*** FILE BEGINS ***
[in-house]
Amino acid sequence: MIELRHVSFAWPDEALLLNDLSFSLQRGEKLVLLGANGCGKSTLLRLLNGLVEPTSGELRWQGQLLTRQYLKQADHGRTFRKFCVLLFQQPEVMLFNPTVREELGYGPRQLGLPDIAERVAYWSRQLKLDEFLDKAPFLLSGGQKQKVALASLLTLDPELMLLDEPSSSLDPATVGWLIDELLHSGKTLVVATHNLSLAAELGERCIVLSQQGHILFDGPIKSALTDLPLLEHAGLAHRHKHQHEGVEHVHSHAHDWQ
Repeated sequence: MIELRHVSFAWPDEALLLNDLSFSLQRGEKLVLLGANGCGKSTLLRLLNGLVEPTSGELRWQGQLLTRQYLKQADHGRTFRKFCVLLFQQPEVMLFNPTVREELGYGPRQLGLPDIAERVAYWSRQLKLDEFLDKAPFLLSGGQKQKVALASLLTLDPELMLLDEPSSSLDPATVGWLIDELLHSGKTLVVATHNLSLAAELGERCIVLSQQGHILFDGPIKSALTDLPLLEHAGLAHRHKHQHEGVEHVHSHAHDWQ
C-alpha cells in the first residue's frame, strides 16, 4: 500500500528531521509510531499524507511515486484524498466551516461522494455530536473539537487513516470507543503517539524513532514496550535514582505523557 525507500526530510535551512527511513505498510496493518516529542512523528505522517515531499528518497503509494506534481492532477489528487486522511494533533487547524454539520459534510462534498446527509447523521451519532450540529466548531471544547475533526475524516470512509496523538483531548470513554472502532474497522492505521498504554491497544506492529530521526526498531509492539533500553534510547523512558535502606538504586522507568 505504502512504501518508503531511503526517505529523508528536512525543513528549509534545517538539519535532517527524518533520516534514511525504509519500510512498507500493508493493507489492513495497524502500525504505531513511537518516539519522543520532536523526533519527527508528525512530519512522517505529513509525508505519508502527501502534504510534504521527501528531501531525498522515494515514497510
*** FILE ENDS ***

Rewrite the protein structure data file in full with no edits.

[in-house]
Amino acid sequence: MIELRHVSFAWPDEALLLNDLSFSLQRGEKLVLLGANGCGKSTLLRLLNGLVEPTSGELRWQGQLLTRQYLKQADHGRTFRKFCVLLFQQPEVMLFNPTVREELGYGPRQLGLPDIAERVAYWSRQLKLDEFLDKAPFLLSGGQKQKVALASLLTLDPELMLLDEPSSSLDPATVGWLIDELLHSGKTLVVATHNLSLAAELGERCIVLSQQGHILFDGPIKSALTDLPLLEHAGLAHRHKHQHEGVEHVHSHAHDWQ
Repeated sequence: MIELRHVSFAWPDEALLLNDLSFSLQRGEKLVLLGANGCGKSTLLRLLNGLVEPTSGELRWQGQLLTRQYLKQADHGRTFRKFCVLLFQQPEVMLFNPTVREELGYGPRQLGLPDIAERVAYWSRQLKLDEFLDKAPFLLSGGQKQKVALASLLTLDPELMLLDEPSSSLDPATVGWLIDELLHSGKTLVVATHNLSLAAELGERCIVLSQQGHILFDGPIKSALTDLPLLEHAGLAHRHKHQHEGVEHVHSHAHDWQ
C-alpha cells in the first residue's frame, strides 16, 4: 500500500528531521509510531499524507511515486484524498466551516461522494455530536473539537487513516470507543503517539524513532514496550535514582505523557 525507500526530510535551512527511513505498510496493518516529542512523528505522517515531499528518497503509494506534481492532477489528487486522511494533533487547524454539520459534510462534498446527509447523521451519532450540529466548531471544547475533526475524516470512509496523538483531548470513554472502532474497522492505521498504554491497544506492529530521526526498531509492539533500553534510547523512558535502606538504586522507568 505504502512504501518508503531511503526517505529523508528536512525543513528549509534545517538539519535532517527524518533520516534514511525504509519500510512498507500493508493493507489492513495497524502500525504505531513511537518516539519522543520532536523526533519527527508528525512530519512522517505529513509525508505519508502527501502534504510534504521527501528531501531525498522515494515514497510